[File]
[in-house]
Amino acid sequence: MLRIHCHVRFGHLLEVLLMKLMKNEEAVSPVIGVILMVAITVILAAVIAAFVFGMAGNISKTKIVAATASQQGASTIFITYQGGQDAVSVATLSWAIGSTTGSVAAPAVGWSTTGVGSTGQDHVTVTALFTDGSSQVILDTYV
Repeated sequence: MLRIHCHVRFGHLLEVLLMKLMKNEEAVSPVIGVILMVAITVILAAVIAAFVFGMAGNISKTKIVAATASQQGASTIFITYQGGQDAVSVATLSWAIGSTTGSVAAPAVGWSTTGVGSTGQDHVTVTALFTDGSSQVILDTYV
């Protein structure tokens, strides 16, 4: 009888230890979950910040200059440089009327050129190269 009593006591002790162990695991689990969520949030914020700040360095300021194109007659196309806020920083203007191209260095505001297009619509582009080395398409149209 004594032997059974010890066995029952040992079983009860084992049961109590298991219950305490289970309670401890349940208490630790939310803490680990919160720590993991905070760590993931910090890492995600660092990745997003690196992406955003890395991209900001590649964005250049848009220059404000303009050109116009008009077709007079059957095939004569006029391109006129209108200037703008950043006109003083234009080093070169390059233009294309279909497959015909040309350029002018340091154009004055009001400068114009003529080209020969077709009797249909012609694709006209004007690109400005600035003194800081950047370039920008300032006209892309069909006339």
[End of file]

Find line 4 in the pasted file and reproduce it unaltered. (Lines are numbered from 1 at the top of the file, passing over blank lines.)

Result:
């Protein structure tokens, strides 16, 4: 009888230890979950910040200059440089009327050129190269 009593006591002790162990695991689990969520949030914020700040360095300021194109007659196309806020920083203007191209260095505001297009619509582009080395398409149209 004594032997059974010890066995029952040992079983009860084992049961109590298991219950305490289970309670401890349940208490630790939310803490680990919160720590993991905070760590993931910090890492995600660092990745997003690196992406955003890395991209900001590649964005250049848009220059404000303009050109116009008009077709007079059957095939004569006029391109006129209108200037703008950043006109003083234009080093070169390059233009294309279909497959015909040309350029002018340091154009004055009001400068114009003529080209020969077709009797249909012609694709006209004007690109400005600035003194800081950047370039920008300032006209892309069909006339």